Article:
9/11 Had Significant Impact on Young Children


This article is in discussion to the events of 9/11, not necessarily taking into account that our children are growing up in a police state of which you are either “with, or against.” This also does not get into the effects of the War of Terror that was waged after the false flag-flag attack known as 9/11.

source: Psych Central   July 19, 2010

Long-term studies on the effects of the terror attacks of September 11, 2001 show that young children were especially vulnerable.

Two new longitudinal studies appear in a special section on children and disaster in the July/August 2010 issue of the journal Child Development.

In one study, researchers found higher rates of clinically significant behavior problems among preschool children directly exposed to 9/11 in Lower Manhattan according to whether their mothers had post-traumatic stress disorder (PTSD) and depression.

In the second study, New York City adolescents and their mothers had generally elevated rates of PTSD and depression one year after 9/11. Direct exposure to the events of 9/11 played a small but significant role in explaining the severity of mental health symptoms.

The first study looked at more than 100 moms and their preschool children who were directly exposed to the World Trade Center attacks. The families were recruited through extensive outreach in the Lower Manhattan area, primarily to preschools, between March 2003 and December 2005.

The researchers asked: What’s more important in determining terrorism-related problems in children—direct exposure to the attacks or indirect exposure to their mothers’ attack-related psychological problems?

As a followup, they asked whether young children exposed to the attacks whose mothers suffered from PTSD and depression were more likely to have serious behavior problems than similar children of moms with neither PTSD nor depression, or with only depression.

The study found that mothers’ disaster-related psychological problems had a stronger impact on preschool children than children’s direct exposure. Moreover, 9/11-exposed young children of moms with PTSD and depression, as documented by parent and teacher reports, were more likely to have clinically significant aggression, anxiety, depression, and sleep problems.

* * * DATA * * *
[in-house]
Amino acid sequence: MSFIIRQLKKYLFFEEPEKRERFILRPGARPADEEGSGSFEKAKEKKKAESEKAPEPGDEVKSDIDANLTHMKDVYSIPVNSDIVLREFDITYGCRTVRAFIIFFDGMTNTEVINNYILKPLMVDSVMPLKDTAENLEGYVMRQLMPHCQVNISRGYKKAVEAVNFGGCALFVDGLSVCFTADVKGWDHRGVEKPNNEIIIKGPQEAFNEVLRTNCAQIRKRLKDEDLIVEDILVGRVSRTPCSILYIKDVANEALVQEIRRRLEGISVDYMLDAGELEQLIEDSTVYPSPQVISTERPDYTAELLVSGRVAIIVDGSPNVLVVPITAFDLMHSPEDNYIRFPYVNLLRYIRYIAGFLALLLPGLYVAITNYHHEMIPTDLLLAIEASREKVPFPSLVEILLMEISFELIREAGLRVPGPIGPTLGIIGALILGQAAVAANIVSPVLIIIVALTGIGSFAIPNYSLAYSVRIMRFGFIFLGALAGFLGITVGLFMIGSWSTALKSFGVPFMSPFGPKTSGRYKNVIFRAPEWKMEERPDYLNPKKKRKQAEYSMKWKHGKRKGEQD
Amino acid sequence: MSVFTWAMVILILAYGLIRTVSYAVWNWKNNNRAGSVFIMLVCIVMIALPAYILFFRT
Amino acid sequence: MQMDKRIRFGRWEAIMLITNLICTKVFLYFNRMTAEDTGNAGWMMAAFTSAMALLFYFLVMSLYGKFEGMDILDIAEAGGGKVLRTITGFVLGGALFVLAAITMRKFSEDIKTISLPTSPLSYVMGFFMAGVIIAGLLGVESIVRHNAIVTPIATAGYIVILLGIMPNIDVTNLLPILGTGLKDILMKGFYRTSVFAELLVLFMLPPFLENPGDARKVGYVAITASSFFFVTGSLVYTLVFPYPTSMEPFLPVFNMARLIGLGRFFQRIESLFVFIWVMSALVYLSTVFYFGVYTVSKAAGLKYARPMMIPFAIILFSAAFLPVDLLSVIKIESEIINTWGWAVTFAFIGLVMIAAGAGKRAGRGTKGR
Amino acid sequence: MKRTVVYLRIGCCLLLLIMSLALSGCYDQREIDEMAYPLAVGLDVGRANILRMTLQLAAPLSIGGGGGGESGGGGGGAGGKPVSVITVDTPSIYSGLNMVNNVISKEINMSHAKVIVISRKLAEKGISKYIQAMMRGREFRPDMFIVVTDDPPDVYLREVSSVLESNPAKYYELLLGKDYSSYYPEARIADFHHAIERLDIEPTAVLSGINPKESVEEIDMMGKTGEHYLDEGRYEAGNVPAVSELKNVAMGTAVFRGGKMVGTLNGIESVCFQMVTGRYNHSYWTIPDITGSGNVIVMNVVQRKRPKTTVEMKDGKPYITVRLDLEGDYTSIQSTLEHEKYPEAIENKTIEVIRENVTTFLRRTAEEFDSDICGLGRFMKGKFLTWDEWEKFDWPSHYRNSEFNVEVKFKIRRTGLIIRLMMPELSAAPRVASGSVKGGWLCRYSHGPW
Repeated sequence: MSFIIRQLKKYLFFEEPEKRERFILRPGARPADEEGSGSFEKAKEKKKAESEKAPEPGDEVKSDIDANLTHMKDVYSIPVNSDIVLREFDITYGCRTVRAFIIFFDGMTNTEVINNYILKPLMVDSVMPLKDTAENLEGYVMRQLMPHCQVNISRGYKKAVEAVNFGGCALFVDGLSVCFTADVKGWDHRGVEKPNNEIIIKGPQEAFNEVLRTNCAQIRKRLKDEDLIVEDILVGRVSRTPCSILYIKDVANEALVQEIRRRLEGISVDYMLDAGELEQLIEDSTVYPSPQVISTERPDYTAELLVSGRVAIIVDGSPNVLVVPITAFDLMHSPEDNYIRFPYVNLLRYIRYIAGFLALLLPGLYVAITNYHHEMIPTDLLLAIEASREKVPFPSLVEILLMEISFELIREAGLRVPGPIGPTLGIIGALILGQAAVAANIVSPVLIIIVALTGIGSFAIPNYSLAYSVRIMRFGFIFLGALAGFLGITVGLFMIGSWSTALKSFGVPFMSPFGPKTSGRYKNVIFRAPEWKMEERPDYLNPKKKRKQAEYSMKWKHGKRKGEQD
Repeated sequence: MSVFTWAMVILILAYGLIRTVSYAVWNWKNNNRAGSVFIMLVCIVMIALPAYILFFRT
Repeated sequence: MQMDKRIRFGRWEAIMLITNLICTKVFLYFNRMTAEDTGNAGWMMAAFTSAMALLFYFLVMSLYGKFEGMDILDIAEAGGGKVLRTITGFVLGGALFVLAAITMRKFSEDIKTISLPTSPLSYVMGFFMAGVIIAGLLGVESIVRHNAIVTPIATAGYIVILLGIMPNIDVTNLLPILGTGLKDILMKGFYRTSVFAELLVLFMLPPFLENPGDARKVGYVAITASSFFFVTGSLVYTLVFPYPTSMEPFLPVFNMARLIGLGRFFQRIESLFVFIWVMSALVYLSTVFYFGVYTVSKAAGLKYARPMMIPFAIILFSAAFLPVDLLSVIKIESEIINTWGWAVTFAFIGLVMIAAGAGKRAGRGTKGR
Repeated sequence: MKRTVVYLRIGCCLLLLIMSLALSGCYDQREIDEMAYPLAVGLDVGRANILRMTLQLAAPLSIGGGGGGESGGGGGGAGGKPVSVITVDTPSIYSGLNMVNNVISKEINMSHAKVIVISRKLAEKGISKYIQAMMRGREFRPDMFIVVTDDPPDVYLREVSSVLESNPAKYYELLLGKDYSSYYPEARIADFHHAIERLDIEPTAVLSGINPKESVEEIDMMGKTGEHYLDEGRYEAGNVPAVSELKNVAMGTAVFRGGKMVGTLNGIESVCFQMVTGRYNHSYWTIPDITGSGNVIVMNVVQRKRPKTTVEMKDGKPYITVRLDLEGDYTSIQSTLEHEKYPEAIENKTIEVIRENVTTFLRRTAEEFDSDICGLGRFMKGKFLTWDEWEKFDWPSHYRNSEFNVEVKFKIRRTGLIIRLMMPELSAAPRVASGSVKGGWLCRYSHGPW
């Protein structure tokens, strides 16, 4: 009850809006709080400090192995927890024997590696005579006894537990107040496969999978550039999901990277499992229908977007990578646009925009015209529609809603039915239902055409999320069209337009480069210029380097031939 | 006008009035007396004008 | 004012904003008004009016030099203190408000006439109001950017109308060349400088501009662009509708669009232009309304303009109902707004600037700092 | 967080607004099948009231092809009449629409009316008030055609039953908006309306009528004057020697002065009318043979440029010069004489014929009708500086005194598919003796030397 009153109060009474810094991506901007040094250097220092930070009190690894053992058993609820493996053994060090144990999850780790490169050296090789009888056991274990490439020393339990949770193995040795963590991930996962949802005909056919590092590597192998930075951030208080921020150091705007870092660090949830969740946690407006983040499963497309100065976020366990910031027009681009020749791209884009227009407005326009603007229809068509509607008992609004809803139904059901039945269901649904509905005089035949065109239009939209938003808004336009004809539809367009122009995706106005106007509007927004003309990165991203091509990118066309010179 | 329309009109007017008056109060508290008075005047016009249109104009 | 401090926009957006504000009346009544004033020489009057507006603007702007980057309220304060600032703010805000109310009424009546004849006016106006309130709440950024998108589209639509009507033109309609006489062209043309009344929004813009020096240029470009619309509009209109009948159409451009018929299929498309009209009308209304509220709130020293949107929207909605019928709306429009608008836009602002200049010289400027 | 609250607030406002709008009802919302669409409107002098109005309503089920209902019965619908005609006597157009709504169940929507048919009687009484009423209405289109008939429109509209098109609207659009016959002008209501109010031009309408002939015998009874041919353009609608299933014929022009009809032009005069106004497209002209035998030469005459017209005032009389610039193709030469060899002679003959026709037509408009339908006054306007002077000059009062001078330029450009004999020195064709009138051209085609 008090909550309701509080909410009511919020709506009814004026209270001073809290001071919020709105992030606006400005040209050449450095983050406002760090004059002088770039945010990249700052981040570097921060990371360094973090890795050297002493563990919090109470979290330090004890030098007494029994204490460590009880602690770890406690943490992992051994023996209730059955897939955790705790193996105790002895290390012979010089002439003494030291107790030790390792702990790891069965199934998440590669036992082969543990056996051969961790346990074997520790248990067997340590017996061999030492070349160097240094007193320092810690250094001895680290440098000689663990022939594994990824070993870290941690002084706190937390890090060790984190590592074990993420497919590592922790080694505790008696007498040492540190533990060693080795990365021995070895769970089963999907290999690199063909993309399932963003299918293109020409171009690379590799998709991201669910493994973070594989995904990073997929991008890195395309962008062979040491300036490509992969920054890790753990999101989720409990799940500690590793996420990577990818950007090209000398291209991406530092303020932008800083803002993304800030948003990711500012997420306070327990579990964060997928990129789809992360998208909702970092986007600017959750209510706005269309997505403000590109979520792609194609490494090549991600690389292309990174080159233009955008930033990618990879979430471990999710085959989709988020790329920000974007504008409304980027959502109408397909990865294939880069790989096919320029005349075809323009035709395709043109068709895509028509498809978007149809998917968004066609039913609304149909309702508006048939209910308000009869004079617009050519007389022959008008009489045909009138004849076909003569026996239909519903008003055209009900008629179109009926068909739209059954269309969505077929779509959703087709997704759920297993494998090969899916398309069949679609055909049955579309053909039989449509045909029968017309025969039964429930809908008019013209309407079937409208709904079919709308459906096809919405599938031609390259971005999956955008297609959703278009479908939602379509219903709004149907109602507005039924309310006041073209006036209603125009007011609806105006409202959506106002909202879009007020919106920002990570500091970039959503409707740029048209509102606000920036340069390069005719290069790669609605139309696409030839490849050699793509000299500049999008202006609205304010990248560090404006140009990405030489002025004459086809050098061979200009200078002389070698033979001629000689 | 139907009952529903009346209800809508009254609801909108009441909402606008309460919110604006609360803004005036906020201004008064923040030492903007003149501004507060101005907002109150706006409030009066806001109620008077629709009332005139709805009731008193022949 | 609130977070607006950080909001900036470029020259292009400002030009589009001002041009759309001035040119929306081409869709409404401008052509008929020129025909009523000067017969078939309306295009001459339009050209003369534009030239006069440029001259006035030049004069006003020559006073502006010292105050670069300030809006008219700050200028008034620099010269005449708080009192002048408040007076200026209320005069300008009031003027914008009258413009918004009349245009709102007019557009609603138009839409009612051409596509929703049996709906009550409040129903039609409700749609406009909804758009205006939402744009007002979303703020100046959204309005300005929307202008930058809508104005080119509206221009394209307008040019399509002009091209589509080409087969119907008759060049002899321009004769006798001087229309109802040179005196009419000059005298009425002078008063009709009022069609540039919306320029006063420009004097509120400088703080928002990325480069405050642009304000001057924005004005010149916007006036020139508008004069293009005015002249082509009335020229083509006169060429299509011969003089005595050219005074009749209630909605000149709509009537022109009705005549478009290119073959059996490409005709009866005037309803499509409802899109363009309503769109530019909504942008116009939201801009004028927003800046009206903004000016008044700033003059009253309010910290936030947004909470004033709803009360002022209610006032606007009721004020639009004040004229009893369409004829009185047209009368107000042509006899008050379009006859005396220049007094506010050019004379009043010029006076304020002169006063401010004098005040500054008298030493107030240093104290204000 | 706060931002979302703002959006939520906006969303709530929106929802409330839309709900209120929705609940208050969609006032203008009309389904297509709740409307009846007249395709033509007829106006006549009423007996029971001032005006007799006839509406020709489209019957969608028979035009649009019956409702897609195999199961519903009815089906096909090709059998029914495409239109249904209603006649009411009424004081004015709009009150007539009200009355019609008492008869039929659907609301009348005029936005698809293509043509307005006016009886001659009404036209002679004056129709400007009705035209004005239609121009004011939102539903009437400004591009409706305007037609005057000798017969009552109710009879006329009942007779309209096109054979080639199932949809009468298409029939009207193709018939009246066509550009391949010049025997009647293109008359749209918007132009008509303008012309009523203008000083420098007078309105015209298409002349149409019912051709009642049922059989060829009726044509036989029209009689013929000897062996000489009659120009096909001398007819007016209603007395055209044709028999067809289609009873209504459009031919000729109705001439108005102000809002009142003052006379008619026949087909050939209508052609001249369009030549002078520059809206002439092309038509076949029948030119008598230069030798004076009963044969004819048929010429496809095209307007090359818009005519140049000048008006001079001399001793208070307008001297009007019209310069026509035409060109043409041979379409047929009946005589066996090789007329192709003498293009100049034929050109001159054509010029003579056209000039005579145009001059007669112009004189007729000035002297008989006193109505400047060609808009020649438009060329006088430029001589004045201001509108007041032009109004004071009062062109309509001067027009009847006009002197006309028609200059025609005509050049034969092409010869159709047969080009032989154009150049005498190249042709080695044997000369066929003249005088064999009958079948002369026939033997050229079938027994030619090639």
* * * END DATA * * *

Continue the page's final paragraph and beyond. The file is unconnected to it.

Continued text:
The mothers’ psychological wellbeing appeared to affect how well they helped their young children cope with exposure to disaster, although additional research is needed to shed light on this relationship.

The study was funded by the National Institute of Mental Health.

The second study was carried out by researchers from the University of Michigan, New York University, the Austin Independent School District, and Sesame Workshop; the sample of more than 400 12- to -20-year olds and their mothers was drawn from a larger school-based study.

In this second study, adolescents and their mothers were found to have generally high levels of PTSD and depression. Directness of exposure played a small but statistically significant role in explaining the prevalence of PTSD and depression in adolescents and their mothers. It was only direct exposure (for example, seeing the planes hit the towers) that was associated with elevated rates of PTSD and depression.

The authors note, however, that school-based samples may have excluded those most seriously affected or those receiving intensive services. Generally high levels of PTSD and depression in both adolescents and mothers in the sample may indicate that the events of 9/11 had general effects on the population or that other stressors (such as community or family violence) were in the background.

The study was funded by the Centers for Disease Control and Prevention, the National Institute of Mental Health, and the National Institute on Drug Abuse.

Together, the two studies suggest that responding to children’s post-trauma needs requires an understanding of how the children were exposed and of the impact of trauma-related changes in parent-child relationships.

Source: Society for Research in Child Development

One Response to 9/11 Had Significant Impact on Young Children

  1. Erbolat says:

    The gene for brown eyes is dominant over the gene for blue eyes. What this means is, if the faehtr has blue eyes, he got the gene for blue eyes from both parents. So he will definitely contribute a blue-eyed gene to the baby, as each of you will contribute 1 gene out of the 2 that you have.You have brown eyes, so you got the gene for brown eyes from at least 1 parent. If your mom has blue eyes, she definitely gave you a blue-eye gene (because, like the faehtr of your baby, she has 2 blue-eyed genes). If both your parents have brown eyes, you could have two brown eye genes or one brown and one blue.Either way, you have either 1 or 2 brown eye genes, the baby’s faehtr has 2 blue eyed genes.So the baby could have 1 blue and 1 brown gene, or 2 blue genes (2 blue obviously only possible if you have a blue eyed gene). If he/she gets a brown eyed gene, his/her eyes will be brown. If both genes are for blue eyes, the baby will have blue eyes.So if I understand you correctly that your mom has blue eyes, you have 1 blue and 1 brown-eyed gene, and so the baby has a 50% chance of getting a blue-eyed gene from you and a 50% chance of getting a brown-eyed gene. Which means you have a 50% chance that the baby will have blue eyes and 50% chance of brown eyes.

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